While Mayfield’s signature moment in NASCAR was certainly his bump’n’run victory over Earnhardt at Pocono, the business of the sport received the most attention from a win scored with his next team, driving for Ray Evernham. In the first year of the NASCAR playoffs, then referred to as the “Chase for the Cup,” Jeremy Mayfield clinched his way into the playoffs with a buzzer-beater win at Richmond, securing a playoff spot with the dramatics this new post season concept was promising. Unfortunately, this moment has been hard to duplicate in the years since and the playoffs have less public support than ever. “That one particular race and win was great, but the next week you go right back to where it was. Those are the kind of races you need to have every single week. You get that excitement from the competitiveness of the cars, not from how you [score the points]. You talk to the fans about what they want and need, I don’t think any of them are asking for Playoffs like football or baseball.”
Despite all of the success, the response to pressure, evolving with a sport that was changing the fabric from which it was once spun, Mayfield’s falling out with NASCAR came quickly after a public criticism of Ray Evernham during the #19 team’s struggles. Worse still, while taking on a new venture with a self-owned team, Mayfield’s most public controversy came to light. After reportedly failing a NASCAR initiated drug test, a publicized back and forth commentary from NASCAR and Mayfield exposed vulnerabilities in both the relationship between competitor and governing body, and the damage that can come from holding a trial in the court of public opinion. “It was so immature, and so stupid on both our parts. For me it was believing what I believed in, believing that I didn’t do anything wrong, and just standing my ground. For NASCAR, it was just a ‘we can’t lose to him’ because of this drug test thing, and it was just a HUGE deal that didn’t even need to be public. All they had to say was ‘don’t take Adderall anymore,’ and that would have been it. It’s been a waste of money and time on my part, and for no reason really.” (A series of short films produced by the Mayfields are available on YouTube explaining their side of the issue in greater detail). To this day, Jeremy Mayfield remains suspended by NASCAR pending, in NASCAR’s words, completion of the “Road to Recovery” program.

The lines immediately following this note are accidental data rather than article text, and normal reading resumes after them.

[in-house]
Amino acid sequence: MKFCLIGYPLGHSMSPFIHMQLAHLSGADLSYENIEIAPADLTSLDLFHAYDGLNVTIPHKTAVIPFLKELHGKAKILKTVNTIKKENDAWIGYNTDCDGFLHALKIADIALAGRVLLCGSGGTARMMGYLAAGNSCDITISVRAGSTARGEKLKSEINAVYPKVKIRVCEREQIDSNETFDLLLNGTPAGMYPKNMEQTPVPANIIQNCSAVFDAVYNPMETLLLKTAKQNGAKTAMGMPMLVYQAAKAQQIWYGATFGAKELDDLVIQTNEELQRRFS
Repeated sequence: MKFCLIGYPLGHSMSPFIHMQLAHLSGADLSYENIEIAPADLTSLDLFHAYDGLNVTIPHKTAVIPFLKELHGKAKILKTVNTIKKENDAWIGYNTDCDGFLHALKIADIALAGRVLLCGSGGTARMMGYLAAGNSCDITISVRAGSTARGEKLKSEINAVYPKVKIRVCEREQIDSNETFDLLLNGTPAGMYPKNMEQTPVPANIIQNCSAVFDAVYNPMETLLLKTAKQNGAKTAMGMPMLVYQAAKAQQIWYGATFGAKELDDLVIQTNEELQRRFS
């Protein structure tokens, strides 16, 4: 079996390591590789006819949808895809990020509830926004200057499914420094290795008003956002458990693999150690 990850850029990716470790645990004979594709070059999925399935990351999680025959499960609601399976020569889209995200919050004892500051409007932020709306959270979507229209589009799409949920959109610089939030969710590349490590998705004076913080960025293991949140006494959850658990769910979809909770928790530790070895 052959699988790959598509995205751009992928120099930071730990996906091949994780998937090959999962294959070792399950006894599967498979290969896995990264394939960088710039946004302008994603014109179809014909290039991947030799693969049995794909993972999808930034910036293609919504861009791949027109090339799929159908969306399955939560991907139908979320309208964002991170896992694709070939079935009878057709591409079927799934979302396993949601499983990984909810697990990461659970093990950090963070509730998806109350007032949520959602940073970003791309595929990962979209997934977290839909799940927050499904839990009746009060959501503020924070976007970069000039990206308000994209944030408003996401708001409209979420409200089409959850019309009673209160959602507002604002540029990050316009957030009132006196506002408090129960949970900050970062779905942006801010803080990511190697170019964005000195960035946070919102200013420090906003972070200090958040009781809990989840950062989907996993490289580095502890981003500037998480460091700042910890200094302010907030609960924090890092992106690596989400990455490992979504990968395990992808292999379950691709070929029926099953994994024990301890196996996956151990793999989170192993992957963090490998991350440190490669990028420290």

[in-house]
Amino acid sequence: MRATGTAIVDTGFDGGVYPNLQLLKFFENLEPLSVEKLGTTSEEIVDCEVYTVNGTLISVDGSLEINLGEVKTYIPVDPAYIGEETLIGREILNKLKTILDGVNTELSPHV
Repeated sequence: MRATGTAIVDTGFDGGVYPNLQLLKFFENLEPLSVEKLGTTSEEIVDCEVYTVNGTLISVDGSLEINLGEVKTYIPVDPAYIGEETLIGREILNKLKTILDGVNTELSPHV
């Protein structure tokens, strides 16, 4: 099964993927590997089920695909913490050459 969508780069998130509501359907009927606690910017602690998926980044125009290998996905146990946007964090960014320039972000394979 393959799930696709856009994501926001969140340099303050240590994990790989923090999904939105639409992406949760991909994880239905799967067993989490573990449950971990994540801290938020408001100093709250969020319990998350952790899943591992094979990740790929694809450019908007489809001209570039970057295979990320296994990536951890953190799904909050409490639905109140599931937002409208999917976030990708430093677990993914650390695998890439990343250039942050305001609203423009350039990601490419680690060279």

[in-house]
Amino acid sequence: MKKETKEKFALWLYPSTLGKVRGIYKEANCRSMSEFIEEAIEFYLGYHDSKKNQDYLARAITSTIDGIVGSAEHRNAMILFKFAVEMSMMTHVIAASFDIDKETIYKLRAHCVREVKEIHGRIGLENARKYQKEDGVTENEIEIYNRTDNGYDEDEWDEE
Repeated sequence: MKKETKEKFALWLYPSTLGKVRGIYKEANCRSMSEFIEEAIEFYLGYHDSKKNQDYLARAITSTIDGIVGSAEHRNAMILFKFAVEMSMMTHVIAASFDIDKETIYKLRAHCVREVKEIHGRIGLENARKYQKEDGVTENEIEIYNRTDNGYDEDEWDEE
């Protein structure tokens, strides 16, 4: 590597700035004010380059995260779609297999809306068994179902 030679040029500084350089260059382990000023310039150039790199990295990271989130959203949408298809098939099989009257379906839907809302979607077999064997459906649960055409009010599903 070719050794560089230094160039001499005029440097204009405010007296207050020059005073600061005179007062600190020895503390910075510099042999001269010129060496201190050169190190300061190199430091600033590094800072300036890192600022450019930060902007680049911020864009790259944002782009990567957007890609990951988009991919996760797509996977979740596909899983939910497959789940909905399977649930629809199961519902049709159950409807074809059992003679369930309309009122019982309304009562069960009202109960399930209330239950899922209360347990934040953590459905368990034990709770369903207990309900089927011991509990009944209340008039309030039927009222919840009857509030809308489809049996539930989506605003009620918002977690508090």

As a casual fan, this is probably the last you’ve heard of Jeremy Mayfield, a footnote on NASCAR history, fairness not withstanding. But while the light of a Cup career seems dim, the racing spirit is alive and well. “I’ve got a dirt car [crate engine late model] I’ve been playing around with racing down in Georgia and places like that, we’re laying low, but we’re racing.”
There’s a nervousness in my voice as I talk with Mayfield over the phone. Part of it may be from my inexperience as an interviewer, but also from the fear that I’m opening a wound in someone that was on my television before I knew anything about the stress of being a racecar driver. Drivers like Mayfield would be the first to tell you that racing professionally is a childhood dream come true. However when that opportunity goes away, it’s hard to deal with that reality no matter the circumstances. “Sundays are still pretty tough on me personally. Doing it all those years, you get up and get used to that schedule, so it’s kind of tough anyway. When I do watch a race, it’s hard to watch, and it’s so different now.” The pressure to perform still rings true on the dirt racing circuit as well. He is still, as always, a competitive race winner, but there’s a constant desire for more. “My own personal belief, is that I want to come out and do something huge and successful to put all that behind me. With a limited budget, I feel like the odds are stacked against me, it’s a fight everyday to survive. I don’t want anyone feeling sorry for me whatsoever, but to have to prove myself all over again-again-again, and I’m gonna keep fighting until the end of it.”
Jeremy Mayfield’s story, for better or worse, is one of redemption. For all the professional rivaling and disagreements with Rusty Wallace, Mayfield went on to drive for Wallace’s Grand National series team for a number of races in 2004. For all the public dissolve of the relationship with Ray Evernham that looked to most as beyond repair, the two have, in Mayfield’s words, buried it. “About six months ago, we hadn’t really talked through all the junk that went on. Ray and I both know we made mistakes throughout our whole deal, and we’ve apologized, and we’ve buried it. Lot of things we could have done better….you live and learn.” While there were rumors about Mayfield potentially joining Evernham’s new veteran based SRX racing series, no such deal had been struck, but Mayfield remains open to the possibility. “We had been in touch, we were on a list of drivers potentially, but for this year [12 cars] was what they were gonna go with, but maybe next year we’ll talk with them again.”
There’s still time for another chapter in Jeremy Mayfield’s NASCAR career. Maybe not as a full time Cup driver the way we knew him, but Mayfield is clearly one to never shy away from a challenge. In the years since Mayfield’s suspension, NASCAR has gone through its own issues with personal missteps including a change of leadership at the very top. With every passing day comes a new opportunity to close the gap and reunite NASCAR with one of its nuggets from the true golden age. For a man that could do the impossible and intimidate The Intimidator, it’s foolish to think this is all a done deal. If he and his fans refuse to forget the driver he was and still is, there’s a chance for one more win in the NASCAR history book of Jeremy Mayfield, and this one would top them all.
Jeremy Mayfield’s Current Racing Partners
Wendell and Pat Norton of Safety Plus (Georgia)
Special thanks to Shana and Jeremy Mayfield for their time and consideration in agreeing to this interview.